Advertise. Calendar listings in most publications are free, including Parachutist (a handy form can be found here), Blue Skies Magazine, dropzone.com and social media sites like Facebook and Twitter. Print publications usually need notification far in advance of the event (at least 45 days) to accommodate publication deadlines. Where appropriate, include a link with directions, costs, registration and other important information. Think ahead about frequently asked questions, and when appropriate, provide as much information as possible about local airports, hotels, car rental, shared rides from the airport, aircraft, load organizers, cost of attendance and schedule.

Recruit and communicate with your team. Skydivers are an amazing resource—you’ll find music makers, fire spinners, ice carvers, belly dancers, artists and designers, among many other talents. Ask for volunteers, and be ready to delegate responsibility and offer opportunities to participate. Secure skydiving organizers ahead of time to let them market your event at other drop zones they may visit and through social networks. Build trust with manifest ahead of time, and make sure to keep drop zone staff and all relevant people informed of and involved in scheduling and plans. If you need to gather information such as how many people will attend, consider an online registration form.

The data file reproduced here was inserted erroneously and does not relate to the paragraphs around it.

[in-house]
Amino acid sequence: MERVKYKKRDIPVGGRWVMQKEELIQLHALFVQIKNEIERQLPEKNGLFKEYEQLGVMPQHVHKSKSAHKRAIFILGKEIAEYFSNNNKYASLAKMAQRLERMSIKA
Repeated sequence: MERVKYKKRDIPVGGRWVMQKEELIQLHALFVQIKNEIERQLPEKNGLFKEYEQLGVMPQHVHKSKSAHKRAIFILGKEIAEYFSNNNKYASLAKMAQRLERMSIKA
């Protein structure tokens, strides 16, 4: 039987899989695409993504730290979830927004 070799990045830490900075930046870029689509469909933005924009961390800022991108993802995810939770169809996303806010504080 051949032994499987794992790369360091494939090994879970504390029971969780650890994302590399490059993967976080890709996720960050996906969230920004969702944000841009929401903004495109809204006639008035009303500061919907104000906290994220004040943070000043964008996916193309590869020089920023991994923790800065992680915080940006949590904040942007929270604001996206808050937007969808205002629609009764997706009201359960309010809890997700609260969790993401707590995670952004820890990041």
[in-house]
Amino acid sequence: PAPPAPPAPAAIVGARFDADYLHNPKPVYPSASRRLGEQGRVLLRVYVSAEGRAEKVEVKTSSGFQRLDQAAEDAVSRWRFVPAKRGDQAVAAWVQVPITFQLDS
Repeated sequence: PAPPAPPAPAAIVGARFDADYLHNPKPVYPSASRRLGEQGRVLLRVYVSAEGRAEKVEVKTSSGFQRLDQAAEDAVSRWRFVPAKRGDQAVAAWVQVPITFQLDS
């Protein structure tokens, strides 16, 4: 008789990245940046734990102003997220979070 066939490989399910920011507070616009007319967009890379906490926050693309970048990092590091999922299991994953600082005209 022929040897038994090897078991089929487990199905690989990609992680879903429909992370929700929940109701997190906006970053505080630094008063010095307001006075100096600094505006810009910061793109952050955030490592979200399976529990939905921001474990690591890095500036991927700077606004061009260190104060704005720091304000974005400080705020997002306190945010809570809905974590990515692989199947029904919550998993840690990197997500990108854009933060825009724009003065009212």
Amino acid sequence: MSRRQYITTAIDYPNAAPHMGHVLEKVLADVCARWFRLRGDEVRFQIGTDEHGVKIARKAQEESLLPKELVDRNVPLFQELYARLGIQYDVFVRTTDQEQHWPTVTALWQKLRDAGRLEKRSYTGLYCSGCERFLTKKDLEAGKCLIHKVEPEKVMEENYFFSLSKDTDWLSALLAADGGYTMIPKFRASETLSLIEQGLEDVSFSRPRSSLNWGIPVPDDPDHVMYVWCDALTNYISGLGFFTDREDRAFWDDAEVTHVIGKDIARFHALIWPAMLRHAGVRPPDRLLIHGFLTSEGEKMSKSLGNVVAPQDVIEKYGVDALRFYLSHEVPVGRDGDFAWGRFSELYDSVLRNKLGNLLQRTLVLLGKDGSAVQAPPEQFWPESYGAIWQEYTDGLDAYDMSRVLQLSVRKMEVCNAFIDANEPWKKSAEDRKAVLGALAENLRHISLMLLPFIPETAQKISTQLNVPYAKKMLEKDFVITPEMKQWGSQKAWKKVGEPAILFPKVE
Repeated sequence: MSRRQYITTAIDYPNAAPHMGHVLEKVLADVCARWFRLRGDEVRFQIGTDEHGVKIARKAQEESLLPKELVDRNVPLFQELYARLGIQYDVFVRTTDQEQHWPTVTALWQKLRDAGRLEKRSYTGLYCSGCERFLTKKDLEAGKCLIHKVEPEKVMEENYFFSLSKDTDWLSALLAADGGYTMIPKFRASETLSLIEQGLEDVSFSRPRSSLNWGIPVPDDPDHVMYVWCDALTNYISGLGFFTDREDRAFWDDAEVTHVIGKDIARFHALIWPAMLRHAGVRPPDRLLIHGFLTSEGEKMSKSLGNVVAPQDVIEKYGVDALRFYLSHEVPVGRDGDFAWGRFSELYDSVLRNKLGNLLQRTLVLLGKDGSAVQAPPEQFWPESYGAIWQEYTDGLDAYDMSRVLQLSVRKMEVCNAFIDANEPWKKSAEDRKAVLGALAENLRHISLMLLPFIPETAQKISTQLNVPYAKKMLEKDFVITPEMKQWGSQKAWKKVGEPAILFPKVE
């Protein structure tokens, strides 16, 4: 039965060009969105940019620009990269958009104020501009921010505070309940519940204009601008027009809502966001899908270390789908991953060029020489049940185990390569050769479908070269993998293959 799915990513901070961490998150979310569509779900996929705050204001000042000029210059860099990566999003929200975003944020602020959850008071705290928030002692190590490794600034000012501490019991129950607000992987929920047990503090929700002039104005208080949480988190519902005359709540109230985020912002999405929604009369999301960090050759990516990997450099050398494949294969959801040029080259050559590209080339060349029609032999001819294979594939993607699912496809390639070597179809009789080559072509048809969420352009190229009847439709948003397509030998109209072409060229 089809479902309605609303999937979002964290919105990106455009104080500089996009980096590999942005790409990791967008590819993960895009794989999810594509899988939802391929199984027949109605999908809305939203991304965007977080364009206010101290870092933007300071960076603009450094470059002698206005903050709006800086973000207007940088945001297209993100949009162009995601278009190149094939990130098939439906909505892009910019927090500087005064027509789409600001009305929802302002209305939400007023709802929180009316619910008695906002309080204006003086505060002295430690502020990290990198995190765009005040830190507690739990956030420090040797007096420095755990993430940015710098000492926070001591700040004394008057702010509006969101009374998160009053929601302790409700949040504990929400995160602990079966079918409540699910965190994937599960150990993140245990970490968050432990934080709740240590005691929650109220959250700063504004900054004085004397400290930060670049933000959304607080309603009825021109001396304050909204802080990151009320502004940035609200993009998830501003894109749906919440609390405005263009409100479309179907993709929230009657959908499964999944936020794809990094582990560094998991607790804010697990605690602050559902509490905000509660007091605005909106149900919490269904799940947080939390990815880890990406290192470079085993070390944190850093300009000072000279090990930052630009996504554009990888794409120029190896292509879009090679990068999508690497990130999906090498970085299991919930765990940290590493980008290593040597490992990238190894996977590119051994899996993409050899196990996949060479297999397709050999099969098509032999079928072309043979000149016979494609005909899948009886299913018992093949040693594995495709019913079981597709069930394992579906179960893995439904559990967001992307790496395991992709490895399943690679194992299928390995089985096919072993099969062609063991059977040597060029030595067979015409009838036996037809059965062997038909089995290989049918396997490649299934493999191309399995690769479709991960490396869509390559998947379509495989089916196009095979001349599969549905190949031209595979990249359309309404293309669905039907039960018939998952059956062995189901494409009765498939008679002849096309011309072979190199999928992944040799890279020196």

Execution

Parking and signage. Create space for anticipated parking needs, and make signs and graphics directing new jumpers and visitors to important landmarks on the drop zone: registration, restrooms, etc.

Handouts are useful to disseminate DZ rules, landing area maps and a schedule of events. Do you have a separate event waiver? A media release? Make enough copies for the weekend.

Goodie bags are a nice way to give out T-shirts, free vendor goodies and safety and convenience items such as rubber bands, closing loops and the above-mentioned handouts.

photo

Communication may require speakers, a megaphone or a sound system. These should be installed before the event if possible.

Media. If you have invited media to attend the event, give them a place to plug in and work, file stories and conduct interviews. A team room or even a tent with electrical outlets available will do. When handling media, create talking points, offer press releases and cover the basics: who, what, where, when and why. If there is an incident, do not speculate about it, and keep on point. Overall, remember that nothing is off the record. On the ground. Appoint ground managers in shifts to handle miscellaneous issues such as coordinating volunteers, dealing with media and directing the flow of people and traffic. This person can also be a liaison to get feedback throughout the event. Don’t just wait until the end; try to make adjustments in real time.